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D. M. Farmbrough "Dave Farmbrough" (Wisconsin, USA)
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Doctor Who: The Rescue & The Romans [DVD]
Doctor Who: The Rescue & The Romans [DVD]
Dvd ~ William Hartnell
Price: £12.99

13 of 14 people found the following review helpful
5.0 out of 5 stars Exciting adventures from the 1960s re-issued with care, 19 Mar. 2009
Verified Purchase(What is this?)
Two good stories from the time of the earliest Doctor, William Hartnell. They come from an age of black and white television and when issued on VHS a few years ago they suffered from having been converted from video to film and back again. Now, new processes and a lot of hard work has meant that these stories can be enjoyed in crystal clear picture and sound quality, perhaps even better than when they were first shown.

The Rescue is two twenty-five minute episodes, which makes it the length of one of today's modern Doctor Whos. The story was designed to introduce the companion Vicki, played by distinguished actress and writer Maureen O'Brien, at the start of her career. Even though it's short, the story is exciting and has a strong cast, being focussed on the four regulars and Bennett, played by film star Ray Barrett.

The Romans is a really great story, its four episodes giving an epic adventure on a grand scale. There is a lot of humour in these episodes, but because the actors play it straight, you never get the feeling they are sending it up. The set design for ancient Rome is beautiful, the costumes are perfect, and the acting and direction is superb. It really is very impressive what the BBC could achieve on such a small budget.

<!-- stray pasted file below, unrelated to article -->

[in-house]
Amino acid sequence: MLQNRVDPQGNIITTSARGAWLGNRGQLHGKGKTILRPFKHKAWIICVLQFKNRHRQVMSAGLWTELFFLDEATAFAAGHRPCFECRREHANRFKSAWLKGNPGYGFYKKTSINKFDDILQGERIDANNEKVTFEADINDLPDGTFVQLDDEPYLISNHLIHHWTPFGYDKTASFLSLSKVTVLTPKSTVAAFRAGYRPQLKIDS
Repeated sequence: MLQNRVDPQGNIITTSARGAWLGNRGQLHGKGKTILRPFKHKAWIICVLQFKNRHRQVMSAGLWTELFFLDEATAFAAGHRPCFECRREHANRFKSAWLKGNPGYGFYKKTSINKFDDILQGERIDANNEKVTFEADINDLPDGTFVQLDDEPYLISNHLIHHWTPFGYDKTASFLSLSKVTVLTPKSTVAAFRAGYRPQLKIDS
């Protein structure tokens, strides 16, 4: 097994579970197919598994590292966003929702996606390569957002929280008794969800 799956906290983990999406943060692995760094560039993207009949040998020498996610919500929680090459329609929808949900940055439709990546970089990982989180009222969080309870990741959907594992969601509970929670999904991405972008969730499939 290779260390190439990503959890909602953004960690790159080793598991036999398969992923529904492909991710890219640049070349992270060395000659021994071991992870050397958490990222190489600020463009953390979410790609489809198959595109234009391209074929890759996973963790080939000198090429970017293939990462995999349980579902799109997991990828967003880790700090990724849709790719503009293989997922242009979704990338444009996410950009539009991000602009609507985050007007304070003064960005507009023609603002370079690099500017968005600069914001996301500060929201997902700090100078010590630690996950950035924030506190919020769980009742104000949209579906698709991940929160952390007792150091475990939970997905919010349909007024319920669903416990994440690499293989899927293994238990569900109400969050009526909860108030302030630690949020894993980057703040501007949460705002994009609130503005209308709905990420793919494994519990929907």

The DVD extras are pretty good with a profile of Romans script writer Dennis Spooner, who wrote for every classic television series in the 1960s, a documentary about Romans and Nero, and a bit from Blue Peter about Romans. There is also a rather weak documentary about Doctor Who girls, but that doesn't detract from the rest. The commentaries are well-judged, bearing in mind that some of the participants are in their eighties, Doctor Who fan journalists have been brought in to moderate and prompt memories, and this works very well.

These would be a wonderful purchase for anyone wanting to see what Doctor Who was like in the 1960s, and allow you to enjoy the magic of thr first Doctor.


Samsung L310W Digital Camera - Black (13MP, 3.6x Optical Zoom) 2.7 inch LCD
Samsung L310W Digital Camera - Black (13MP, 3.6x Optical Zoom) 2.7 inch LCD

17 of 17 people found the following review helpful
5.0 out of 5 stars Brilliant Camera, outstanding value for money, 1 Feb. 2009
Verified Purchase(What is this?)